Chronic kidney disease (CKD) is a disease that affects essential kidney functions such as waste and fluid filtration. In advanced stages, CKD can lead to harmful toxic waste, fluid, and electrolyte buildup in your body.
According to the Centers for Disease Control and Prevention, 15% of American adults¹ suffer from CKD. Unfortunately, most people usually have no clue they have CKD until a doctor officially diagnoses the complication.
As the disease progresses, you may begin to experience anemia-related complications and ask yourself. Is renal anemia associated with CKD? Let's dive into the details to understand better how anemia in chronic kidney disease works.
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Anemia is characterized by a hemoglobin level at least two standard deviations below the mean for your age and gender. Hemoglobin is the protein that carries oxygen found in your red blood cells. Anemia can stem from your body lacking hemoglobin or issues with red blood cells (RBC, erythrocyte) themselves.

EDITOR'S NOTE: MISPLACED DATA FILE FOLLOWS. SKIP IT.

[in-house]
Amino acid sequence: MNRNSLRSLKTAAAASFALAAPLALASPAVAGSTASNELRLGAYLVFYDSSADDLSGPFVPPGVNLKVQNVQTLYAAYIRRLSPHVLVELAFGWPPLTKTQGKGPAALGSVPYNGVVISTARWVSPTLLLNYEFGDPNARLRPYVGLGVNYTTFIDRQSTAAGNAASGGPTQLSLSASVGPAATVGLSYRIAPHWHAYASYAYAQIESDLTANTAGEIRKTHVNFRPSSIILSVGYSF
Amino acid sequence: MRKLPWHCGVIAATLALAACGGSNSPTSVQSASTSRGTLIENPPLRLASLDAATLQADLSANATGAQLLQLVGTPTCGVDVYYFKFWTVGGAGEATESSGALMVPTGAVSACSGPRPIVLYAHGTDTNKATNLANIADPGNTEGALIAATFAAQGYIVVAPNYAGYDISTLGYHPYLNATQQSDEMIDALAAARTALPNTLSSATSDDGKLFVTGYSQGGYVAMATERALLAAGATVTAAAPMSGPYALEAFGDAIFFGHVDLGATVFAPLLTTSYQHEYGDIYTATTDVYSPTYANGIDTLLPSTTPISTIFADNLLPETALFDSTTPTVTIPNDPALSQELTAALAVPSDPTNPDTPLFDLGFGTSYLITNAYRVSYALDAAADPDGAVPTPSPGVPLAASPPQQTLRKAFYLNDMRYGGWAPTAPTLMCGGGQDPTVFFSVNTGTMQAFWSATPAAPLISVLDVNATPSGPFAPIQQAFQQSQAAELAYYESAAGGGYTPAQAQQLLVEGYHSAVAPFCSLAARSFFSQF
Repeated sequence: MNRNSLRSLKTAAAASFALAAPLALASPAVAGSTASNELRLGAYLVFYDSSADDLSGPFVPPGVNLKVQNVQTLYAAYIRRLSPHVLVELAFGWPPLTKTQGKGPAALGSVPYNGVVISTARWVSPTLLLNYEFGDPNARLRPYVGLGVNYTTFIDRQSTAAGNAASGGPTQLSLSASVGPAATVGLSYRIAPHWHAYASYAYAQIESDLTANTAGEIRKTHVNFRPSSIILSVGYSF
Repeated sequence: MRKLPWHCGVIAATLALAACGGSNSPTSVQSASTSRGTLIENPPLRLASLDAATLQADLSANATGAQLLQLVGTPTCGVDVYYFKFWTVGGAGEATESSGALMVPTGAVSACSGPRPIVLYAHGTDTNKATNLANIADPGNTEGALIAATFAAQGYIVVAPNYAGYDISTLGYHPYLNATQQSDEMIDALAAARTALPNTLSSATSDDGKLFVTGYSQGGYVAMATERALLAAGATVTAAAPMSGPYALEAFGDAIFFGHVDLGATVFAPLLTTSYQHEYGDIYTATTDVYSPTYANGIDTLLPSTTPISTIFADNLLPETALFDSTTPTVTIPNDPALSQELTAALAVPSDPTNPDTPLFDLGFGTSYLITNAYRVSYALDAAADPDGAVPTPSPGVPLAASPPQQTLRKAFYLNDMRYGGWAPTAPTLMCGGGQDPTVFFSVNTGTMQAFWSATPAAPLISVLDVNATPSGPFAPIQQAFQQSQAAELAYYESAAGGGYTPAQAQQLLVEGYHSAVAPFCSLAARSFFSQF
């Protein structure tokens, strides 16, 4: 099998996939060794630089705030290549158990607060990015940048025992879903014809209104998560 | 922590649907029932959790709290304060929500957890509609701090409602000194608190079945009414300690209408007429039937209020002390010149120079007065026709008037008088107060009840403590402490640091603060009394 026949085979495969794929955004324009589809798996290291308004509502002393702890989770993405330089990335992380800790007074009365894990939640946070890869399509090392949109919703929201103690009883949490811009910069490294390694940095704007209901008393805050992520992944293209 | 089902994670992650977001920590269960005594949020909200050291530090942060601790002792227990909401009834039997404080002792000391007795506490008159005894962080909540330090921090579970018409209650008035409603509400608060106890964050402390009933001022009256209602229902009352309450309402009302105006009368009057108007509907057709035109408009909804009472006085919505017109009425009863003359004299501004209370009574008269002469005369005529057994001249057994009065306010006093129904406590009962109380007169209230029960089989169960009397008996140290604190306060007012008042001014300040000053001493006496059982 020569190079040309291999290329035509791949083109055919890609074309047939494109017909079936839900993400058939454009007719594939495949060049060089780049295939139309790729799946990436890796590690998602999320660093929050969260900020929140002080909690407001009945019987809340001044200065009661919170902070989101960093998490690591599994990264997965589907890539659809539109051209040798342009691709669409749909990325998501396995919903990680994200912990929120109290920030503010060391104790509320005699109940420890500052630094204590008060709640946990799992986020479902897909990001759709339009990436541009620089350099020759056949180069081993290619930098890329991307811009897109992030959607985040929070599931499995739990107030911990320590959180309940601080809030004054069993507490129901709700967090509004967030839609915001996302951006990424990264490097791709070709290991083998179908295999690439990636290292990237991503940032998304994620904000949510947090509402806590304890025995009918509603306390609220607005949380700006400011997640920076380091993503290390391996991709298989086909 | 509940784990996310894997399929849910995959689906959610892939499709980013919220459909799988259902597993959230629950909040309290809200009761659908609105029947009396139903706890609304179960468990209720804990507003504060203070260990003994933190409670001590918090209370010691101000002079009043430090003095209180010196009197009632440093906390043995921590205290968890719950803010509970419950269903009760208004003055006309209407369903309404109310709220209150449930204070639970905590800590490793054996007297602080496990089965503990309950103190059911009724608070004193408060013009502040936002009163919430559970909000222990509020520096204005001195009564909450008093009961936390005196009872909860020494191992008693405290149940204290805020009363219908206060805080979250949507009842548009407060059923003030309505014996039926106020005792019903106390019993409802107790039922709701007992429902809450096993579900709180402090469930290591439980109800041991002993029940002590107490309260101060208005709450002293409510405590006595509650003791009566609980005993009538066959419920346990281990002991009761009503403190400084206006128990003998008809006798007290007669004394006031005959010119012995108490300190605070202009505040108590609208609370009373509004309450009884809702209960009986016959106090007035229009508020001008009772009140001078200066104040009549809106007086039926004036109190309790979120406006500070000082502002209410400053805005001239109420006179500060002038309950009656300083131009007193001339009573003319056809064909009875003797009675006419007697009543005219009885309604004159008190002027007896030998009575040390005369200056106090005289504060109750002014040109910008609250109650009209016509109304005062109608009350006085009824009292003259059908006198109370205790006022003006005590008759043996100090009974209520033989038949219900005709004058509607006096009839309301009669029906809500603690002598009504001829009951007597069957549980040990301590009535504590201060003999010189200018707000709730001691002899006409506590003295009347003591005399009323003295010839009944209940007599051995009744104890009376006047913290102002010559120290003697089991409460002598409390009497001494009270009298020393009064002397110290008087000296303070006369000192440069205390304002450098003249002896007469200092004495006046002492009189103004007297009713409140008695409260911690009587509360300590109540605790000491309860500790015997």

Common symptoms associated with anemia include:
Little energy for daily activities
Problem thinking clearly
Dizziness or headaches
Shortness of breath
In extreme cases, you may start feeling depressed or at rock bottom.
Most people with advanced CKD also have anemia. Research² shows that more than 37 million Americans have CKD. Out of those diagnosed with the condition, one out of seven³ has advanced CKD (meaning less than 15% of the kidney is working), making them likely to develop anemia.
The cause of anemia in CKD is not fully established but is multifactorial. The main causes include a decrease in erythropoietin (EPO), a hormone secreted by the kidneys that stimulate the bone marrow to produce red blood cells, and inflammation with increased hepcidin levels.